What distinguishes civil support from homeland defense operations? How do operational variables differ from mission variables? What factors define the operational environment? The vocabulary of conflict in U.S. military operations can be unusually complex and esoteric. There can often be huge doctrinal differences indicated by the addition of a single word to a name or description. The amount of epithets and acronyms can sometimes overwhelm even military personnel, causing military communication to appear as a language unto itself. To eliminate the barriers and confusion created by this technical vocabulary, the Joint Improvised Explosive Device Defeat Organization (JIEDDO) worked with a number of government agencies to produce a lexicon detailing the precise definitions of terms and concepts employed by military personnel in countering enemy networks.
The Attack the Network Lexicon, originally released to military personnel in May 2011, is “intended to provide a common operational vocabulary across the many organizations and technical/military disciplines who must coordinate their efforts to successfully attack the many different varieties of adversary networks.” Though the lexicon was originally intended for use in countering improvised explosive devices (IEDs) in Afghanistan, the scope of the project was broadened to encompass terminology that can be “commonly applied to tactics used to attack networks in a more generic sense” including criminals, drug traffickers and insurgents. The contents of the lexicon were developed from interviews with military personnel and further refined by “subject matter experts from over fifty organizations across the Departments of Defense, Justice, and Homeland Security.”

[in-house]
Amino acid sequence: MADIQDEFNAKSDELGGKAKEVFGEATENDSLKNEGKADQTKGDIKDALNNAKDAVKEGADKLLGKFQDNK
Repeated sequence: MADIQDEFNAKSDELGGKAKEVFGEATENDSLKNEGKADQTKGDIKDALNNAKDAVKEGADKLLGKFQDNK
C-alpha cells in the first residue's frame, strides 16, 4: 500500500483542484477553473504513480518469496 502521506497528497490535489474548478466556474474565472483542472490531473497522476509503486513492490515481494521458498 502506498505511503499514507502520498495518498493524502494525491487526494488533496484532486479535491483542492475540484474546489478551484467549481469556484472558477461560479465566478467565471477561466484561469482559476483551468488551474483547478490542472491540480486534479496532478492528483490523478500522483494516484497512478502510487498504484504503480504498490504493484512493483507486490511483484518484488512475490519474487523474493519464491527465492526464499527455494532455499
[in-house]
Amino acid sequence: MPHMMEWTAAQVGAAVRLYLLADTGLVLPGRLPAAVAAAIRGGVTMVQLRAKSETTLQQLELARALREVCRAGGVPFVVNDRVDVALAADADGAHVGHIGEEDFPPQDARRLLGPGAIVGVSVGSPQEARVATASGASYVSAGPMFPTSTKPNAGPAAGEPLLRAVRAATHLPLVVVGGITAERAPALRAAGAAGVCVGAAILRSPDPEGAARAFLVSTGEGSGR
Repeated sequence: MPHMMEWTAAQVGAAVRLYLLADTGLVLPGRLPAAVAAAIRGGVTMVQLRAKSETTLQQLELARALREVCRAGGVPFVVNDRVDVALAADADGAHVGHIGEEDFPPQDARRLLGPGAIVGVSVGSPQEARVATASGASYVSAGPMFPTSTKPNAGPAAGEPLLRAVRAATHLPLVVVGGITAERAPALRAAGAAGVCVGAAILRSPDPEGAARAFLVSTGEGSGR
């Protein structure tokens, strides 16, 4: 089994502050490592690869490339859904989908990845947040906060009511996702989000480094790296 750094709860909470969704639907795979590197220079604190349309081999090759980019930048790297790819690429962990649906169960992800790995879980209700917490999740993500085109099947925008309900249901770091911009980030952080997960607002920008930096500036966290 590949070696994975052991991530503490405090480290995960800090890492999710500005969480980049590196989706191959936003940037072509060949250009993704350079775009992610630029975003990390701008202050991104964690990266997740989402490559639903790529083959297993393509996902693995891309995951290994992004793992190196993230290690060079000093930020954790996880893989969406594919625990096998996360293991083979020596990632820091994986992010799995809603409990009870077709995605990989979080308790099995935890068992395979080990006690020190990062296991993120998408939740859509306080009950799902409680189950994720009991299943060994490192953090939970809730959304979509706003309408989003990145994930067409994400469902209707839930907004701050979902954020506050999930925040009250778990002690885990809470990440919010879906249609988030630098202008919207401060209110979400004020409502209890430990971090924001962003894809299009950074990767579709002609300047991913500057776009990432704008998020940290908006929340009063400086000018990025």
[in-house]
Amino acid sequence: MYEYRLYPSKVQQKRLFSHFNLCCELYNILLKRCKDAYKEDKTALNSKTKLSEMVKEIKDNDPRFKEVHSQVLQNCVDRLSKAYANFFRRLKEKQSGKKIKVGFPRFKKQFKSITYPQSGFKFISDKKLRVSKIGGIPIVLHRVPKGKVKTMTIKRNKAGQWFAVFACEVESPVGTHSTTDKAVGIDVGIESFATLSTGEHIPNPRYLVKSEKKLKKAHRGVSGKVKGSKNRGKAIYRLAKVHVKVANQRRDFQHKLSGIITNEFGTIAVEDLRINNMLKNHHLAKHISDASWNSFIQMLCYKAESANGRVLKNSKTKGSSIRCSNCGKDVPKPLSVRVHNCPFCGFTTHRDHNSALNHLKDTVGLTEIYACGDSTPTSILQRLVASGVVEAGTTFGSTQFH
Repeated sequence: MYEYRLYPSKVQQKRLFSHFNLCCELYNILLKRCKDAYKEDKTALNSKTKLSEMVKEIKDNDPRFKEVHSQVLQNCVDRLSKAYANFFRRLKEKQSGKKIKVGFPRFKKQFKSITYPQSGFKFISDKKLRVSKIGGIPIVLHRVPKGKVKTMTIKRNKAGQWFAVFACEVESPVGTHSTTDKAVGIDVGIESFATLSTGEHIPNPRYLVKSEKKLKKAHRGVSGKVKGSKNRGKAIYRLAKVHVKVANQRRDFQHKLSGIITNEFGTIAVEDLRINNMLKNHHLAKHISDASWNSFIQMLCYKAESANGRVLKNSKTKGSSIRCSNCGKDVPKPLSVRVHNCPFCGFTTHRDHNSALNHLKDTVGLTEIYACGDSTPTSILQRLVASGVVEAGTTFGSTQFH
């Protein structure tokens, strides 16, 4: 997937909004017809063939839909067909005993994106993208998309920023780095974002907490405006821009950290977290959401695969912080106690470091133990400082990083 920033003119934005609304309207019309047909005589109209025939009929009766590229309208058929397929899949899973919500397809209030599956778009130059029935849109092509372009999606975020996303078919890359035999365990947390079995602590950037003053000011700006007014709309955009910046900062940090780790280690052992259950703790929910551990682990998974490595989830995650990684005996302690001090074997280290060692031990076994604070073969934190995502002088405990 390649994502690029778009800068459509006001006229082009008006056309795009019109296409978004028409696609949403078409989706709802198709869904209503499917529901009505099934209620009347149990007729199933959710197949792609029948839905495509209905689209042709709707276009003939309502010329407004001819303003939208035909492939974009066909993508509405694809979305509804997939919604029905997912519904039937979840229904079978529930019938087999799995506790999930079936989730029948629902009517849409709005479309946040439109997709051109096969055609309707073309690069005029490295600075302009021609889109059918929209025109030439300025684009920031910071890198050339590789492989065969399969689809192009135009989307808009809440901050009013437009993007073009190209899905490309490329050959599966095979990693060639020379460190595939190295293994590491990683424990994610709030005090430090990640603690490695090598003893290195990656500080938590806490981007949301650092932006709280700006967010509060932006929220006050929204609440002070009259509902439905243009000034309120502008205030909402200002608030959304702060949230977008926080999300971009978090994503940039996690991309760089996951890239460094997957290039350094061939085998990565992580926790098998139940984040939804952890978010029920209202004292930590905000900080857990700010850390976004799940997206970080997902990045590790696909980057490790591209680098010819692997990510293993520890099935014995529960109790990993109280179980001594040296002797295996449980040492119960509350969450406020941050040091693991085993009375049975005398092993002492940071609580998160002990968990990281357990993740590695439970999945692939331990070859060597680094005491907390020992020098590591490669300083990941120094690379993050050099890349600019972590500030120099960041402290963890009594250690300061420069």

Terms that are defined in the lexicon are accompanied by diagrams demonstrating the hierarchical topology of a particular concept or operational focus. For example, the concept of irregular warfare contains a number of sub-disciplines including both counterinsurgency “civilian and military efforts taken to defeat an insurgency and to address any core grievances” as well as support to insurgency which involves “aid or comfort to an insurgency, which is an organized, protracted politico-military struggle designed to weaken the control and legitimacy of an established government, occupying power, or other political authority while increasing insurgent control.”
In addition to defining key terms, the lexicon also functions as a general guide to network analysis, providing an overview of the processes for understanding and countering adversary networks. Several sections of the lexicon focus on assessing network structure and organization as well as techniques for “engaging” the networks through lethal and non-lethal means.